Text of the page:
York's 2 Signal Regiment is in charge of all the telecommunications for Camp Bastion.

Their large well air-conditioned offices with flat screen computer monitors and fibre-optic broadband could be an office based in the UK.

Six plasma screens on the wall show the networks they monitor, both in camp and internationally.

Troops who have brought laptops or smart phones have wireless internet at their fingertips thanks to Paradigm cards issued to the forces to communicate with family and friends back home.

SIM cards are removed from mobile phones to prevent the enemy hacking people's personal information and targetting families back home.

There are phone and internet cabins troops can also access, except during Operation Minimise, when communications with the outside world are restricted while military authorities inform the family of a fallen soldier.

For a camp in the middle of the desert, this infrastructure is impressive.

I had expected the facilities to be more austere, rather like the single temperamental cable installed in the press tent.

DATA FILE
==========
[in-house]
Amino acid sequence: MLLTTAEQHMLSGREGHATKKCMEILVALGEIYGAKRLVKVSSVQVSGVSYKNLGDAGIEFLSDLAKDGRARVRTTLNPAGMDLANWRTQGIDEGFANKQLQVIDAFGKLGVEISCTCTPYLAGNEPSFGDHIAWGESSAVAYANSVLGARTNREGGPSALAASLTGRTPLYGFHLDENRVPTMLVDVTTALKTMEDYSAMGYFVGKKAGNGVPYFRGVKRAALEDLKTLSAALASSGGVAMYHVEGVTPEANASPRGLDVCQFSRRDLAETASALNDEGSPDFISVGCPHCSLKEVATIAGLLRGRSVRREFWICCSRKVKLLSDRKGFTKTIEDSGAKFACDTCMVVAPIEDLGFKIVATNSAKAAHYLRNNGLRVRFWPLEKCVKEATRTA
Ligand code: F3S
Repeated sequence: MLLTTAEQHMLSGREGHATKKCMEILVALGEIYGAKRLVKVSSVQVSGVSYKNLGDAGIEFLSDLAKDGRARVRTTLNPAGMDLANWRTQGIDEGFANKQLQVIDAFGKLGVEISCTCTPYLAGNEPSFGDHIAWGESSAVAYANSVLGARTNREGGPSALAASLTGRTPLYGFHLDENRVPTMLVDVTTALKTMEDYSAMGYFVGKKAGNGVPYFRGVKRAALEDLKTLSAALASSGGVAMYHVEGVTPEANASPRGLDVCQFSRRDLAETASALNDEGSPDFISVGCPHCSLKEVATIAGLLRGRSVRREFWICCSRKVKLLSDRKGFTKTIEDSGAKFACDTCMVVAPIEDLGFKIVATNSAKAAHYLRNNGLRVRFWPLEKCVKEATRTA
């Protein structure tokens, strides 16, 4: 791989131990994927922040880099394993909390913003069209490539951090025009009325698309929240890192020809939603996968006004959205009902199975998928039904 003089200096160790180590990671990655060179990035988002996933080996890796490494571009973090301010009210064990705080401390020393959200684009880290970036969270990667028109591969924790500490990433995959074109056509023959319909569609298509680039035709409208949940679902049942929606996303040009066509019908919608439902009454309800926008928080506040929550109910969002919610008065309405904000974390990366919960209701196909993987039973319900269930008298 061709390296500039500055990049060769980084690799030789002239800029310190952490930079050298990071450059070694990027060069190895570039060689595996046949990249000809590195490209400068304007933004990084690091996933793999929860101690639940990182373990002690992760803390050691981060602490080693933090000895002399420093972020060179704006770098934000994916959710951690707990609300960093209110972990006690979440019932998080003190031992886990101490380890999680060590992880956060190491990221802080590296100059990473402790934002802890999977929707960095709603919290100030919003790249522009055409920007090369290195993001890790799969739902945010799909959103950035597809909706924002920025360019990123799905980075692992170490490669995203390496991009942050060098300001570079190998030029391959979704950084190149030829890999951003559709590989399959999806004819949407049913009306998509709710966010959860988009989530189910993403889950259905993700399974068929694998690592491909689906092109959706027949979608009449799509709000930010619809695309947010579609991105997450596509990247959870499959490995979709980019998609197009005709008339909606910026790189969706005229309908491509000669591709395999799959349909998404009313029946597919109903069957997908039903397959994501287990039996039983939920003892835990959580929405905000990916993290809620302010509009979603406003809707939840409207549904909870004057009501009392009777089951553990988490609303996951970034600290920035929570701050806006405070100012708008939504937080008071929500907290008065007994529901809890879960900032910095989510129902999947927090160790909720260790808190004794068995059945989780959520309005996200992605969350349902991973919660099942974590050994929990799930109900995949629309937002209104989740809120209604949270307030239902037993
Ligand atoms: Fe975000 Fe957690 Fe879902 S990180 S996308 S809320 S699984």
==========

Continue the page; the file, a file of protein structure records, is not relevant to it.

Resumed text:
But a sergeant major laughs when I speak of good facilities. The camp's international telecomms is state of the art, but the IT infrastructure in his office must be something like ours. Compared to Kabul, it's nothing, he says.

I speak to a young lad whose job it is to run the helpdesk. He's the IT guy, like in any other company, who gets the abuse when things go wrong.

There are signs on the door saying any person of any rank abusing staff will be asked to leave. He works long hours and misses his girlfriend terribly.

Another of the IT guys tells me he feels safe within Camp Bastion and says he's embarrassed when people consider him brave for serving in Afghanistan. He says he doesn't feel he deserves the medal bestowed upon him for his service out here.

This is a recurrent theme I get from some of the troops who stay in camp. Their jobs are mundane, they work hard and they miss home. And they seem to almost feel guilty they're not going out on the ground.

It's funny that the guys going out on the ground seem happier. Their jobs, while dangerous, are glamorous and exciting, and they wouldn't do anything else.